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HF radar has become an important tool for mapping surface currents in the coastal ocean. It is well known that HF radars are capable of measuring wind direction by using the relative strength of the echoes from the approaching and receding ocean waves at the Bragg resonant wavelengths. Here we examine the ability of multifrequency HF radar to measure wind speed as well as direction. In this study we use data collected over Monterey Bay, California in the late summer of 2000. At that time there were two buoys in the radar's observational area that were capable of measuring wind speed and direction one near the Bay mouth and one nearer the shore. We investigate the relationship between the wind speed and the near surface currents and Bragg line ratios as measured by two multifrequency HF radars near Santa Cruz and Moss Landing, California. These radars operated at 4.8, 6.8, 13.4 and 21.8 MHz, measuring currents at effective depths of 2.5, 1.8, 0.9 and 0.6 m respectively. The method of partial least squares is used with results for speed of a standard error of prediction (SEP) of ≈ 1m/s, a bias of ≈ 0.5 m/s and an R2 of ≈ 0.8. For direction the SEP ≈ 40°, the bias ≈ 4° and R2 of ≈ 0.45. These preliminary results suggest that wind speed as well as direction can be estimated from multifrequency HF radar data.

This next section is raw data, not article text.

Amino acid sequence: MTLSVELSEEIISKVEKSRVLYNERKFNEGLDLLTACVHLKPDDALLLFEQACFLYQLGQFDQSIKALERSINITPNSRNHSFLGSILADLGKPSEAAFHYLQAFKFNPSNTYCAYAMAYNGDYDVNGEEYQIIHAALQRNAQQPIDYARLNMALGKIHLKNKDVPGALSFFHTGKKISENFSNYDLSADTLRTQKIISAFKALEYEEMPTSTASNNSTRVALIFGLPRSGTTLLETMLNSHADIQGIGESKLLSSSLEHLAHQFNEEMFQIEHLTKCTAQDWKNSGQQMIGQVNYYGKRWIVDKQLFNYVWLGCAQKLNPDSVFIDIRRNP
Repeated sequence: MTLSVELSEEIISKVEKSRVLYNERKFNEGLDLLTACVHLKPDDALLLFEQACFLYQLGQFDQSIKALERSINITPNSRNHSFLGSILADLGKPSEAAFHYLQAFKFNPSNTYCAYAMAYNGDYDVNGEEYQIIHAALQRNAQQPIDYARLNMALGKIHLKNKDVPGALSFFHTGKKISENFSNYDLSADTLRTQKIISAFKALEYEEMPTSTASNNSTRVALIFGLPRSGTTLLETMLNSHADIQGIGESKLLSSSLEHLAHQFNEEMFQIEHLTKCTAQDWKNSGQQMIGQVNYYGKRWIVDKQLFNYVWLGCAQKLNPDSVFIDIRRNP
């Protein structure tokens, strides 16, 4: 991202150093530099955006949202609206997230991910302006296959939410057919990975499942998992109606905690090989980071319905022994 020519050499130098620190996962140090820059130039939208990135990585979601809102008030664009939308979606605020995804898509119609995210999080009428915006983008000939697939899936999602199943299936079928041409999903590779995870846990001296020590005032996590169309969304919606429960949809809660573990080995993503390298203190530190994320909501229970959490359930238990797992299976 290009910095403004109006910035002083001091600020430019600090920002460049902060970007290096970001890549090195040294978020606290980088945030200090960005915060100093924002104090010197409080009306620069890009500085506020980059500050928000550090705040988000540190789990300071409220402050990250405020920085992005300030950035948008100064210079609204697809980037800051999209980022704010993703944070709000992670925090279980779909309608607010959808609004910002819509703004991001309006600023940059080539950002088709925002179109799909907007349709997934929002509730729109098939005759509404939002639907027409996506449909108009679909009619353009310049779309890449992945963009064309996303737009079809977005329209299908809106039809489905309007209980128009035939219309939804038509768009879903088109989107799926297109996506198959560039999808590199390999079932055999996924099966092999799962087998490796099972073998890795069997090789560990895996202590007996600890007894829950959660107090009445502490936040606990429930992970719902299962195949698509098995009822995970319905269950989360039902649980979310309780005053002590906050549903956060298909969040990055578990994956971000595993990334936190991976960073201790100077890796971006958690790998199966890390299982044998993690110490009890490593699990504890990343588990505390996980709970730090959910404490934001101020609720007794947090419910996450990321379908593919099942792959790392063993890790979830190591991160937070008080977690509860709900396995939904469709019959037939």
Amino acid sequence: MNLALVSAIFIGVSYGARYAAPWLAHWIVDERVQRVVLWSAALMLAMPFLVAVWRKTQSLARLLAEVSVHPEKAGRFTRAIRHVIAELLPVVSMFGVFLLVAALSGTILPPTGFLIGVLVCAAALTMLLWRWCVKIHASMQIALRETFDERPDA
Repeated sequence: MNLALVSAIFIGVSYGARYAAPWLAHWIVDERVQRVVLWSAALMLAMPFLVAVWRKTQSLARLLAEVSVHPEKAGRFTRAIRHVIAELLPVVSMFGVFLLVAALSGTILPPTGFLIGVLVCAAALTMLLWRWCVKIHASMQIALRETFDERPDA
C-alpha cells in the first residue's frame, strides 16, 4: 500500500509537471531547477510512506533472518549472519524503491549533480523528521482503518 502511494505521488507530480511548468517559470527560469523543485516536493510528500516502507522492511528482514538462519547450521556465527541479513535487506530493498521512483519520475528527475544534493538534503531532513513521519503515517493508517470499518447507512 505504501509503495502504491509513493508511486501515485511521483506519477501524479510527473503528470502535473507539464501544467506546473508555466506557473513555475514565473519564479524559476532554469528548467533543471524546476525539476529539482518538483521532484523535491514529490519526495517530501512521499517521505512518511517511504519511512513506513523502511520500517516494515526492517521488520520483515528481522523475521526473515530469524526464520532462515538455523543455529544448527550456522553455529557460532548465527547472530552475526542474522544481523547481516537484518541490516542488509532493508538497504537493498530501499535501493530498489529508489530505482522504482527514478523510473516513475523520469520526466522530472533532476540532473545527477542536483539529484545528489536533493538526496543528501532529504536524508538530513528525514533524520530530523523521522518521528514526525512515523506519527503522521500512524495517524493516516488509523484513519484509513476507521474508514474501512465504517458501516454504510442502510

Geoscience and Remote Sensing Symposium, 2002. IGARSS '02. 2002 IEEE International (Volume:3 )
Date of Conference: 24-28 June 2002